Canal du Centre

Canal du Centre

Friday, July 6, 2018

Down (or up) the Vosges, June 3-7

It took from 9 am until about 1:30 pm to do the 18 locks (13 up and 5 down) on the Nancy brach canal; the longest gap between locks was the dividing pound which we were in for all of 20 minutes. Luckily, we were one of the few boats on the canal and the locks, all being automatic and in chains, meant there was very little waiting. Next we entered the Canal des Vosges, formerly known by it’s much more romantic name, the Canal de l’Est, (Branche Sud).

The idea of linking the Saone and Mosell Rivers goes back to Roman times but it wasn’t until the invention of the lock technology that it became feasible. The loss of Lorraine to the Prussians after the 1871 war made the canal more urgent so that French traffic would not have to pass through hostile territory. Construction began in 1874 and was completed in 1882. 
We entered the canal just south of it’s northern end, avoiding the heavily industrialized larger gauge section around the steel mills at Neuves-Maison and made our Sunday night stop at a very pretty rural tie up in the trees near Flavigny-sur-Mosell. The second night was an even more quiet spot.

The view of the canal from behind the wheel.

In Southern California we don’t have many song birds. The occasional mockingbird, doves and pigeons, and of course, crows, are really the only birds that make much noise. In these mixed northern forests, though, there is a symphony of birdsong. It starts when the sun comes up and doesn’t stop until sunset. It really is a wonderful soundscape when cruising through the forests.

Tuesday night was spent in the not very charming village of Charmes. When we were here in 2010 (we didn't stop in 2016) we were able to use a good quay away from the “camping cars” but now that space is taken up with permanently moored boats and the only place is on a sloping bank with not enough mooring points and the rv’ers practically in the wheelhouse. Not recommended.

We did get a look at the stork nests in the tops of the trees on the other side of the canal.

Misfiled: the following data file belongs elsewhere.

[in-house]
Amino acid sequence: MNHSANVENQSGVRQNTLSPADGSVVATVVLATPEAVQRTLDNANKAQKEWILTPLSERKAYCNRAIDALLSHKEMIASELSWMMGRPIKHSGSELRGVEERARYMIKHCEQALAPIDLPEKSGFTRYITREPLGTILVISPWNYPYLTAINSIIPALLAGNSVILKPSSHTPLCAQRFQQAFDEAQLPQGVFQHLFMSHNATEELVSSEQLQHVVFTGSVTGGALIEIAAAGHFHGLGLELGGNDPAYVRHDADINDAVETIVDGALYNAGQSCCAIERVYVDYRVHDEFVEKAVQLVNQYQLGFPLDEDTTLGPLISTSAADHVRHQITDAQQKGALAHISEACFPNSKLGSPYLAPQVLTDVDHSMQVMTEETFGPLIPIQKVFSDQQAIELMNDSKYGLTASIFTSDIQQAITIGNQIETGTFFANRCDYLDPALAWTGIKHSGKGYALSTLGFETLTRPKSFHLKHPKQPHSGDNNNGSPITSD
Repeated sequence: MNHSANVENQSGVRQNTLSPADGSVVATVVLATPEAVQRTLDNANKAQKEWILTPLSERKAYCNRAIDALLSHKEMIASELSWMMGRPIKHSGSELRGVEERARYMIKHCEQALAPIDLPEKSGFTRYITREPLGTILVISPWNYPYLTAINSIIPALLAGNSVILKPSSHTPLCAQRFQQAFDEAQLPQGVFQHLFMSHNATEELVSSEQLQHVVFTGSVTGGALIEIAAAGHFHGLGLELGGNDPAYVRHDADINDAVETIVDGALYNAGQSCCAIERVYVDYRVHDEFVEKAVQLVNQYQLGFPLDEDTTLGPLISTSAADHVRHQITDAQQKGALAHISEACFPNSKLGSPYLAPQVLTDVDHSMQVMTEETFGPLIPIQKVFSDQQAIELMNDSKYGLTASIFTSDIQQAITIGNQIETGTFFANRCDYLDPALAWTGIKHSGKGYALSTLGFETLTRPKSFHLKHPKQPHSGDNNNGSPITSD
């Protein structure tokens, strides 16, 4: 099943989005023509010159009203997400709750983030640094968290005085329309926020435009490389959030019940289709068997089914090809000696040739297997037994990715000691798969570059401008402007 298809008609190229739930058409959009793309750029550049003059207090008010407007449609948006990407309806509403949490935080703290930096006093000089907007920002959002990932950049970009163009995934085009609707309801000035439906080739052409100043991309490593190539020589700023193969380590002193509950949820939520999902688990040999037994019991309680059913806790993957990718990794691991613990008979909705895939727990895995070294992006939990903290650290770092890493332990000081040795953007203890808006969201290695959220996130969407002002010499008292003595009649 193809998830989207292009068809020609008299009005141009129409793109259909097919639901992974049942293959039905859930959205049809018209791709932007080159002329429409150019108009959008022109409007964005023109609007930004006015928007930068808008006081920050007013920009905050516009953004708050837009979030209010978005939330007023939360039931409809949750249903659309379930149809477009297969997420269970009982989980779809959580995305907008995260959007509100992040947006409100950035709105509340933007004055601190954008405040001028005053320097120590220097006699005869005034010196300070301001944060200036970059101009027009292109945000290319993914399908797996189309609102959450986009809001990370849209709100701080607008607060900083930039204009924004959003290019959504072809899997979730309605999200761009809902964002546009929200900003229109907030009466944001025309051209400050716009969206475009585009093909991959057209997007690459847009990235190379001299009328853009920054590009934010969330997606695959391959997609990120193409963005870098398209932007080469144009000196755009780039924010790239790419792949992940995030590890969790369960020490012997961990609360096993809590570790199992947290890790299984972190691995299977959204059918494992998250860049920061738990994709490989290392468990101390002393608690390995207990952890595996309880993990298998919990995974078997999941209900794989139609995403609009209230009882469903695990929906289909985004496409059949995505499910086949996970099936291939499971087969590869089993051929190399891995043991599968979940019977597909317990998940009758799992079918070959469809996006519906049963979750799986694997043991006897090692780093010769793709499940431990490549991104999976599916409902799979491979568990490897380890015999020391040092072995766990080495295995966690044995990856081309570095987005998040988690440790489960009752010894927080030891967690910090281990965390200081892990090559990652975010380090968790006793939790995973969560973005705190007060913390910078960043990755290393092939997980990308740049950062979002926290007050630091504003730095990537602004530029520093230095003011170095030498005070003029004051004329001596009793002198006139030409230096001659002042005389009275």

We left Wednesday morning to our next destination about 18 k and 11 locks away, Thaon les Vosges.
There are two mooring spots in Thaon; one in what we guess is a retail park that never quite got off the ground. There is a very nice quay with bollards but just a big unmowed field and beyond it the back of a big grocery store. We made a quick stop for a few supplies and then headed through one lock (#20 named Abbatoir. We went through quickly!) to another set of bankside mooring near a park. 

Along with fishing, one of the favorite past time of the French is the game of petanque, kind of like boules with steel balls. It can be played anywhere there is a relatively flat, fine gravel surface. Tree roots, divots and clumps of grass are part of the challenge. Some towns have big indoor spaces so the game can be played year-round. Like boules, the object is to get your (or your team’s) balls closest to the “jack.” Barring that, it’s good strategy to knock your opponents balls away from it’s target.
Thaon has a very elaborate outdoor petanque space and when we arrived it was humming with activity. We took our set of balls and when off to a quiet corner far away from everybody else to “practice”. Beer was involved.

Everybody’s gone home now. It’s dinner time.
We had front row seats from the boat.

Another interesting feature of town is the Rotunde.
Built by the towns “upper crust” as a place to entertain the workers and their families, it’s now a festival and event space.

It has a great glass art nouveau ceiling.

Thursday morning it was off at the crack of 9 am. We had to climb the “Golbey Staircase”, 15 locks in about 3 k to reach the summit pound of the canal, often leaving one lock and nearly directly into the next. It would be downhill for quite awhile after we reached to top.

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